A nerdy valedictorian proclaims his love for the hottest and most popular girl in school - Beth Cooper - during his graduation speech. Much to his surprise, Beth shows up at his door that very night and decides to show him the best night of his life.
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When Dennis Cooverman gives the commencement speech at his graduation, his friend tells him to let it all out. So he proclaims his love for Beth Cooper the head cheerleader, and reveals things about everyone in the graduating class as well as some other people. Later Beth confronts him and he invites her to a graduation party at his house. And to his surprise she and two of her friends show up. But also some of the people he offended with his speech. And one of them is Beth's boyfriend who she just broke up with. So they all get in Beth's car and drive away. And what follows is wild adventure. Written by
I Love You, Beth Cooper Movie Review from The Massie Twins
"Recycle" is generally a good word, one with positive and favorable connotations. But not in the world of movies. I Love You, Beth Cooper is one of those films that horrendously overuses the ideas (and not even the better ones) of previous entries in the teen comedy genre, resulting in an exercise in repetition and failed mimicry. Awkwardly personal advice from a father figure, aggressive small animals, nude scenes without any real nudity, and the all-too-familiar plot line of the bashful introvert chasing after the most popular girl in school are just a few of the rehashed concepts found throughout the picture. There are really only two reasons the film gets a score of two - and both belong to Hayden Panattierre.
During the graduation ceremony at Buffalo Glenn High School, bumbling, socially-challenged valedictorian Denis Cooverman (Paul Rust) professes his love for popular head cheerleader Beth Cooper (Hayden Panattiere), as well as insulting his fellow classmates and embarrassing his best friend Rich (Jack Carpenter). While the ill-conceived words toward his peers subsequently cause trouble, his honest confession appears to strike a chord with the idolized teen beauty. Much to Denis' surprise, Beth shows up at his house and a wild night of raucous adventure ensues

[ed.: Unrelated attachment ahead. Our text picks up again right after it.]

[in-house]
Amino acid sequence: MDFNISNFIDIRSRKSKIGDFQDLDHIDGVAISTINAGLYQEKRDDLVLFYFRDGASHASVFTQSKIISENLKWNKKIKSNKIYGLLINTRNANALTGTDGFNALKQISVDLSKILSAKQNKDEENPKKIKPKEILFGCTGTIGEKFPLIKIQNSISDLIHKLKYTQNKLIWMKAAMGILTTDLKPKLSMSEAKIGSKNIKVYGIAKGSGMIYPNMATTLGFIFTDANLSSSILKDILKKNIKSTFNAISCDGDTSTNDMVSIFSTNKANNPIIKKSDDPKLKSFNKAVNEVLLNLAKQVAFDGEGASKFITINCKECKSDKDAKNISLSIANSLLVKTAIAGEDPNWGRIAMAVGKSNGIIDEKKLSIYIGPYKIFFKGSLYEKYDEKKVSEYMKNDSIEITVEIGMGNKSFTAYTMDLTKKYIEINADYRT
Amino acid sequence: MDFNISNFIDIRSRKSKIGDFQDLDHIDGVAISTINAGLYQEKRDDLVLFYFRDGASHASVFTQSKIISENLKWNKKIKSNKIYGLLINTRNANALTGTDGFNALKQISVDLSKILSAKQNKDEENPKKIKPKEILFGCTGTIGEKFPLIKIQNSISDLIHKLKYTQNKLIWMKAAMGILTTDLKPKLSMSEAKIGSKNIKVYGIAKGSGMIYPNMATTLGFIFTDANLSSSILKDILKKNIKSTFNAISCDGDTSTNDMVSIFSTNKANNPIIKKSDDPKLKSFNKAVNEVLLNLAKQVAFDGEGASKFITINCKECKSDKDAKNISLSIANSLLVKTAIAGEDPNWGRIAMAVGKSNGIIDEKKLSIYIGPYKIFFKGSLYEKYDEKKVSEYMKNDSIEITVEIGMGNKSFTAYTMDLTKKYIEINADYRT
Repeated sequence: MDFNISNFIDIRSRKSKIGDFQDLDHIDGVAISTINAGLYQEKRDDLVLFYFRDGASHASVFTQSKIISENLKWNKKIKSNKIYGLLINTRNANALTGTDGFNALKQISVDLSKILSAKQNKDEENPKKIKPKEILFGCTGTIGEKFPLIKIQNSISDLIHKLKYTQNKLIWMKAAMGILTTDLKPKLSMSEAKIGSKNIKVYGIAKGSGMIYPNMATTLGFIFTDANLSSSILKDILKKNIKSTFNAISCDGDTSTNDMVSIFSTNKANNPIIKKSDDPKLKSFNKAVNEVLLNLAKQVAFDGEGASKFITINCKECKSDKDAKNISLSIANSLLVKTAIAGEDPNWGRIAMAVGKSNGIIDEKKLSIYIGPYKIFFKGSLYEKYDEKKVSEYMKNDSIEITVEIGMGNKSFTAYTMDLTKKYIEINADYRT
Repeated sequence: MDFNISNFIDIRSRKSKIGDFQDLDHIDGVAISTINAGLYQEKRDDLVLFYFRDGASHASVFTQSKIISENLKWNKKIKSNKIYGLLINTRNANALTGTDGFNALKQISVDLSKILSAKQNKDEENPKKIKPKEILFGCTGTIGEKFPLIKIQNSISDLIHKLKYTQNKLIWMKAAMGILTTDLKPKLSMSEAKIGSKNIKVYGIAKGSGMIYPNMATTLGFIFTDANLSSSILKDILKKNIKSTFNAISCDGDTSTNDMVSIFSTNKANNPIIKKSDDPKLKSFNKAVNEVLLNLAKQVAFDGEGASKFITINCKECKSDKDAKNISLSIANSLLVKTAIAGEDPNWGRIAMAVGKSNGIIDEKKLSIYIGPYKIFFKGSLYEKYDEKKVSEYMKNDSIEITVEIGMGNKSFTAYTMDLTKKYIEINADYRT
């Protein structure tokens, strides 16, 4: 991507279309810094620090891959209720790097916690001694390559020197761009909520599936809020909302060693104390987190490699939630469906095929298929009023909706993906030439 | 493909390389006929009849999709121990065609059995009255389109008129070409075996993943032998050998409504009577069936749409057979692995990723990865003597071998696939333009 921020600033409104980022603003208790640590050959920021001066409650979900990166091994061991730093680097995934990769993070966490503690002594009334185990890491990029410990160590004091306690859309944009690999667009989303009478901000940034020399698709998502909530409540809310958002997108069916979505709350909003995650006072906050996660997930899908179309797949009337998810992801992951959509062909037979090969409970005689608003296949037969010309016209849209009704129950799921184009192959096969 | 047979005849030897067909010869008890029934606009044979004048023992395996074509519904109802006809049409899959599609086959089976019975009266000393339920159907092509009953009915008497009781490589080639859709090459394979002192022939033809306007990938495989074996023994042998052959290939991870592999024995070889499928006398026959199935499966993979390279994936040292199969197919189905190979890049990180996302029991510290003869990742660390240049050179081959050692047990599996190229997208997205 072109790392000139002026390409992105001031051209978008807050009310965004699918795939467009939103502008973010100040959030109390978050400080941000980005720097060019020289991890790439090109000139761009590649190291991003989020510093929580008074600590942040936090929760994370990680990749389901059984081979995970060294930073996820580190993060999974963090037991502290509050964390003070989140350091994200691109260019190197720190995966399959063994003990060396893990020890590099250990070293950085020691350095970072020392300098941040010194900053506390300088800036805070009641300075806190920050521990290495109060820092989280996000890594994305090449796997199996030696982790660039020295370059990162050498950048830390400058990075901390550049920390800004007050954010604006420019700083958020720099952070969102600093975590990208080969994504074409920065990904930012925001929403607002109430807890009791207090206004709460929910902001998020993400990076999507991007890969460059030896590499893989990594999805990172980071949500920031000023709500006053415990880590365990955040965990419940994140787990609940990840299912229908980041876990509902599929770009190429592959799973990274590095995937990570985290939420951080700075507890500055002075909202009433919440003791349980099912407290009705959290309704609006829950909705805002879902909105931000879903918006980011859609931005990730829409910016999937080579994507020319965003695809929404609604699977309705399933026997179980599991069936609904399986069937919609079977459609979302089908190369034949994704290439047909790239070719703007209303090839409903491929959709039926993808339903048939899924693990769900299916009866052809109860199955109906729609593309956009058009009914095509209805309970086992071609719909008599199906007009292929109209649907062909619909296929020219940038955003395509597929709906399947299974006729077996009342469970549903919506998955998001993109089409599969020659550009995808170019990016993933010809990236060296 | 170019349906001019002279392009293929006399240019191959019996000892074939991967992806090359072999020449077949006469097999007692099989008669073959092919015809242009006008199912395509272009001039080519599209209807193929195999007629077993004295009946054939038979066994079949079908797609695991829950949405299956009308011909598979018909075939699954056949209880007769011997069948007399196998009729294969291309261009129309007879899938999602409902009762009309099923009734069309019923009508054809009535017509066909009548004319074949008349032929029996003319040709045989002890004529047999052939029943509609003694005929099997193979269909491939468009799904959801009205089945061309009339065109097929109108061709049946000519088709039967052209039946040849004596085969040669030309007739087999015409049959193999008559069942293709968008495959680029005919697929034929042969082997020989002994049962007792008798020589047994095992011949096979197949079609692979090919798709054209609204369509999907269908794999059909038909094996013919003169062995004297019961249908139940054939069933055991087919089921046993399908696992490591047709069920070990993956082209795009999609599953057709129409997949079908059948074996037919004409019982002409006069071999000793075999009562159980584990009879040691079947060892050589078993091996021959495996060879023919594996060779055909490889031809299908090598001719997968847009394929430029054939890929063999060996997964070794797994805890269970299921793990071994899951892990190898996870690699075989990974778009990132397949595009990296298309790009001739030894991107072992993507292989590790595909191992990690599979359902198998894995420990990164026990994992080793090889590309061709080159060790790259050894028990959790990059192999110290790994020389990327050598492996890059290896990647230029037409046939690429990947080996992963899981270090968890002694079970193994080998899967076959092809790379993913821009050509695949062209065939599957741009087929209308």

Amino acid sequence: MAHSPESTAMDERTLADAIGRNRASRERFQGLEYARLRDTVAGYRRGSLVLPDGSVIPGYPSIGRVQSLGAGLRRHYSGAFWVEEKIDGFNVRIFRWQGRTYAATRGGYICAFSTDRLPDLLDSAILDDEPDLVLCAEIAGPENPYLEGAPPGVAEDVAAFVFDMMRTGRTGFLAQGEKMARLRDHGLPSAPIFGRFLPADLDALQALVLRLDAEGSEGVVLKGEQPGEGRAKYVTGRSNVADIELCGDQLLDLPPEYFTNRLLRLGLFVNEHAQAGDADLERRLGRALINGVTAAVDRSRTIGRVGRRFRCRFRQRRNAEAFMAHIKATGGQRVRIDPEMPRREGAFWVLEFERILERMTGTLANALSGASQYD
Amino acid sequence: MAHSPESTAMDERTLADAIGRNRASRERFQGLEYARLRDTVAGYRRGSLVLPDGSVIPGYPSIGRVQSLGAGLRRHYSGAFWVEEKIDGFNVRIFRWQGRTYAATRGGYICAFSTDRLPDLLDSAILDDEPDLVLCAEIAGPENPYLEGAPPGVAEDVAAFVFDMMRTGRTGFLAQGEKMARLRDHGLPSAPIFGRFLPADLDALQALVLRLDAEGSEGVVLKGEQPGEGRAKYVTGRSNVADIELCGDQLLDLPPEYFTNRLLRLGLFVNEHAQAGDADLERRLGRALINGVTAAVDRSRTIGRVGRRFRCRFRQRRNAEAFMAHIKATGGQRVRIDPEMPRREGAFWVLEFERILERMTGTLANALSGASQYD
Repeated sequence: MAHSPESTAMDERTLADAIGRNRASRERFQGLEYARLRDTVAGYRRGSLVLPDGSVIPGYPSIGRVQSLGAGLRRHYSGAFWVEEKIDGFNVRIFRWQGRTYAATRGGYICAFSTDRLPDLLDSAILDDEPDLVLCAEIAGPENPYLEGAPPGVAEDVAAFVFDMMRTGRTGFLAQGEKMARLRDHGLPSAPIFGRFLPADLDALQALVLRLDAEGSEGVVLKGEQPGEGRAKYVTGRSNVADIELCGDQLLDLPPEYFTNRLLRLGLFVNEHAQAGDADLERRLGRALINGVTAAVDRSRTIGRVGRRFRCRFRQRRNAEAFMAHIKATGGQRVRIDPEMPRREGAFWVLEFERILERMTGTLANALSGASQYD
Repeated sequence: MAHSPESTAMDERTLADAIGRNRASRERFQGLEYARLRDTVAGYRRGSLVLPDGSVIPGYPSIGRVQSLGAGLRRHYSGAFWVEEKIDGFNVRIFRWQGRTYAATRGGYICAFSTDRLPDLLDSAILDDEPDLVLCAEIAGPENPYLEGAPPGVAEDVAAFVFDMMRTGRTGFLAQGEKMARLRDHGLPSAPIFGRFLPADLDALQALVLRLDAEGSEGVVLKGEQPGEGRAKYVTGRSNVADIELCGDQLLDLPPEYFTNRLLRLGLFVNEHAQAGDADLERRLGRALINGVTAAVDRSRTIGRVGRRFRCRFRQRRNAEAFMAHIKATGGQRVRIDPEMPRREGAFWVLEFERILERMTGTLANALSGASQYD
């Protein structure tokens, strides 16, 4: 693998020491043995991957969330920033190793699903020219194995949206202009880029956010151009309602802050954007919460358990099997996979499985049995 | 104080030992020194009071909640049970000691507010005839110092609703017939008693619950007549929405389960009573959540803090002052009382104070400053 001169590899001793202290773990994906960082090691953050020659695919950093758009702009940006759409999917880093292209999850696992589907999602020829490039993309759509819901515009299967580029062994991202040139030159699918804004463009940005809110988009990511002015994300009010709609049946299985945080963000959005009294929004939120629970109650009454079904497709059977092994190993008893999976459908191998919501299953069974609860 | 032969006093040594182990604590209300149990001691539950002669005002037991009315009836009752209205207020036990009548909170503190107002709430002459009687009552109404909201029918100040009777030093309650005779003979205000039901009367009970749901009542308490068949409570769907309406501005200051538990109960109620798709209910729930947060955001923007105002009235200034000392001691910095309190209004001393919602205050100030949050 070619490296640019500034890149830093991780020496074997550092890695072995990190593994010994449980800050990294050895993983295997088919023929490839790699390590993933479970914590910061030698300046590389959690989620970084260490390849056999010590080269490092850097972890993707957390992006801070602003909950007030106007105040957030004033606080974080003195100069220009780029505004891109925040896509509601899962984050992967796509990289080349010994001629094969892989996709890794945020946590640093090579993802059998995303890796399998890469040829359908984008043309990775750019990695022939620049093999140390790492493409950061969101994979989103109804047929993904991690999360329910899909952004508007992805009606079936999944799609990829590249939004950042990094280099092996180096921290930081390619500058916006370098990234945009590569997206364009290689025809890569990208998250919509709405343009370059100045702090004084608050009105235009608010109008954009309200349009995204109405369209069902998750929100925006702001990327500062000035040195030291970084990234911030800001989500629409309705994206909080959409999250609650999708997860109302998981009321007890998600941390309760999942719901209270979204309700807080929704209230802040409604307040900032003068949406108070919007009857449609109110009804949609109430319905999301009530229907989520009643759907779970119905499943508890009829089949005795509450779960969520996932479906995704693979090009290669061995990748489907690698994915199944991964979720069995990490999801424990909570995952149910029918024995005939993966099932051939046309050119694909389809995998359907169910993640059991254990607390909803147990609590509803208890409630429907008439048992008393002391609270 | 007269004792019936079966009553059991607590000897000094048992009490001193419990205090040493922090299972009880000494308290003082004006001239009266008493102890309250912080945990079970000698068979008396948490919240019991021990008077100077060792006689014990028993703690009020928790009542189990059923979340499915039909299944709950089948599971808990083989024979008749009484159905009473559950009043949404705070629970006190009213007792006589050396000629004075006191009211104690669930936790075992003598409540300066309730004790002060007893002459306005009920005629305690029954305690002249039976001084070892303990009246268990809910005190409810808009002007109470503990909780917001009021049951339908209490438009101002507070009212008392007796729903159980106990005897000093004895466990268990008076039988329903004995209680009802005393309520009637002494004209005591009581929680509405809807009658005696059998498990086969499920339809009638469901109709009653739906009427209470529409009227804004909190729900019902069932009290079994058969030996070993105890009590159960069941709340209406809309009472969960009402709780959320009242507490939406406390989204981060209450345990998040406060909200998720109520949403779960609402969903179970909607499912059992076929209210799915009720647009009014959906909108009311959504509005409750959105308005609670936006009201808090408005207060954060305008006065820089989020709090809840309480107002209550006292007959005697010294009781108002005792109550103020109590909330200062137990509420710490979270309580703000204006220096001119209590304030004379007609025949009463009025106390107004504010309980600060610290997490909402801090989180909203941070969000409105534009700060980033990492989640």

one filled with incessant partying, reckless driving, and Beth's
maniacally jealous military boyfriend.
It's mildly amusing when the film starts with a rousing rendition of a song entitled "Forget Me" at a high school graduation. Following is a food-for-thought speech comprised of awkward prattling that struggles painfully for even the faintest hope of a smirk. But it doesn't get as much as a smile. As each second ticks away, the jokes get more stale, the slapstick more pathetic, and the plot more unbelievable. It's not that the story is hard to imagine - but it is difficult to understand why the cast and crew of I Love You, Beth Cooper ever thought this unimaginably pointless, hopelessly generic mess could pass as entertainment.
It's very tame, excruciatingly PG-13 and terribly immature - which means teens won't see it and neither will adults. Denis discusses with his father that the teenage coming-of-age subject is not a new idea; if only director Chris Columbus had taken that advice and stayed away from Larry Doyle's vastly unoriginal novel. The presentation is bland, the dialogue is weak and not a single memorable or creative concept is introduced during the entire film. It's as amateurish as the socially inept geeks lumpishly trying to court prom queens. Quite obviously an excuse to put Hayden Panettiere in a movie, the sheer lack of humor is the biggest disappointment, while the constant references to other films by Rich is an embarrassment to decent movies everywhere. Even the most pitiful have a worthwhile minute, but aside from being the first film in which Hayden bares a partial breast, I Love You Beth Cooper has not a single satisfying scene. When the film culminates in an all-guy wet towel fight, Beth Cooper herself sums it up best: "Who said it's supposed to be fun?" - The Massie Twins
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